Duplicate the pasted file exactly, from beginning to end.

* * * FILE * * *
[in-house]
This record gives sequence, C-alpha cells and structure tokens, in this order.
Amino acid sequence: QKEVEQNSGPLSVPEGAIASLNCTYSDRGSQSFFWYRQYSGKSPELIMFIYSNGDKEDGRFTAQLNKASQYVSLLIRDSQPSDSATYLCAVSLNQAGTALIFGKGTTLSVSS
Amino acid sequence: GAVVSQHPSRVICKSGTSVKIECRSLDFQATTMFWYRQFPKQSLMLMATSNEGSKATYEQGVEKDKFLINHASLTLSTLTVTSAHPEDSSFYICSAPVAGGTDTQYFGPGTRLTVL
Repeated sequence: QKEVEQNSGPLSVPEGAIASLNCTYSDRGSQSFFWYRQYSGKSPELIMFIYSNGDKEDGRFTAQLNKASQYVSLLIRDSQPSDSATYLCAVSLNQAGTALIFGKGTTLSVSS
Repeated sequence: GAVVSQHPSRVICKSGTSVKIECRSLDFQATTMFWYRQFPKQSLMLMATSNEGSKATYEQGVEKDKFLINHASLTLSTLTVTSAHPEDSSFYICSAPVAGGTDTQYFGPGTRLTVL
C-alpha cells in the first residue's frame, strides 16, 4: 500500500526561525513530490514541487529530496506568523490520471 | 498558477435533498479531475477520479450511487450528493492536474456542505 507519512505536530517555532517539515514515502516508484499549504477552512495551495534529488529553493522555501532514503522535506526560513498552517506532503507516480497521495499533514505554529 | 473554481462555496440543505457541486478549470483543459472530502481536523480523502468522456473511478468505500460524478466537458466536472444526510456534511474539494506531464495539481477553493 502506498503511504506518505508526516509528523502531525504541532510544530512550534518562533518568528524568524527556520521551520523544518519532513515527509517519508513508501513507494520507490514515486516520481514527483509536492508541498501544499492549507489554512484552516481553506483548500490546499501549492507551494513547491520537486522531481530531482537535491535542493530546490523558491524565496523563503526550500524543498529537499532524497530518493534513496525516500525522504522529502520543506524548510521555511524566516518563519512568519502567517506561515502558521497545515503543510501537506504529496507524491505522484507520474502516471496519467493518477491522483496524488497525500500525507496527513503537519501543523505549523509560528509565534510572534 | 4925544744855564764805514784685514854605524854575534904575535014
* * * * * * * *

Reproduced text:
[in-house]
This record gives sequence, C-alpha cells and structure tokens, in this order.
Amino acid sequence: QKEVEQNSGPLSVPEGAIASLNCTYSDRGSQSFFWYRQYSGKSPELIMFIYSNGDKEDGRFTAQLNKASQYVSLLIRDSQPSDSATYLCAVSLNQAGTALIFGKGTTLSVSS
Amino acid sequence: GAVVSQHPSRVICKSGTSVKIECRSLDFQATTMFWYRQFPKQSLMLMATSNEGSKATYEQGVEKDKFLINHASLTLSTLTVTSAHPEDSSFYICSAPVAGGTDTQYFGPGTRLTVL
Repeated sequence: QKEVEQNSGPLSVPEGAIASLNCTYSDRGSQSFFWYRQYSGKSPELIMFIYSNGDKEDGRFTAQLNKASQYVSLLIRDSQPSDSATYLCAVSLNQAGTALIFGKGTTLSVSS
Repeated sequence: GAVVSQHPSRVICKSGTSVKIECRSLDFQATTMFWYRQFPKQSLMLMATSNEGSKATYEQGVEKDKFLINHASLTLSTLTVTSAHPEDSSFYICSAPVAGGTDTQYFGPGTRLTVL
C-alpha cells in the first residue's frame, strides 16, 4: 500500500526561525513530490514541487529530496506568523490520471 | 498558477435533498479531475477520479450511487450528493492536474456542505 507519512505536530517555532517539515514515502516508484499549504477552512495551495534529488529553493522555501532514503522535506526560513498552517506532503507516480497521495499533514505554529 | 473554481462555496440543505457541486478549470483543459472530502481536523480523502468522456473511478468505500460524478466537458466536472444526510456534511474539494506531464495539481477553493 502506498503511504506518505508526516509528523502531525504541532510544530512550534518562533518568528524568524527556520521551520523544518519532513515527509517519508513508501513507494520507490514515486516520481514527483509536492508541498501544499492549507489554512484552516481553506483548500490546499501549492507551494513547491520537486522531481530531482537535491535542493530546490523558491524565496523563503526550500524543498529537499532524497530518493534513496525516500525522504522529502520543506524548510521555511524566516518563519512568519502567517506561515502558521497545515503543510501537506504529496507524491505522484507520474502516471496519467493518477491522483496524488497525500500525507496527513503537519501543523505549523509560528509565534510572534 | 4925544744855564764805514784685514854605524854575534904575535014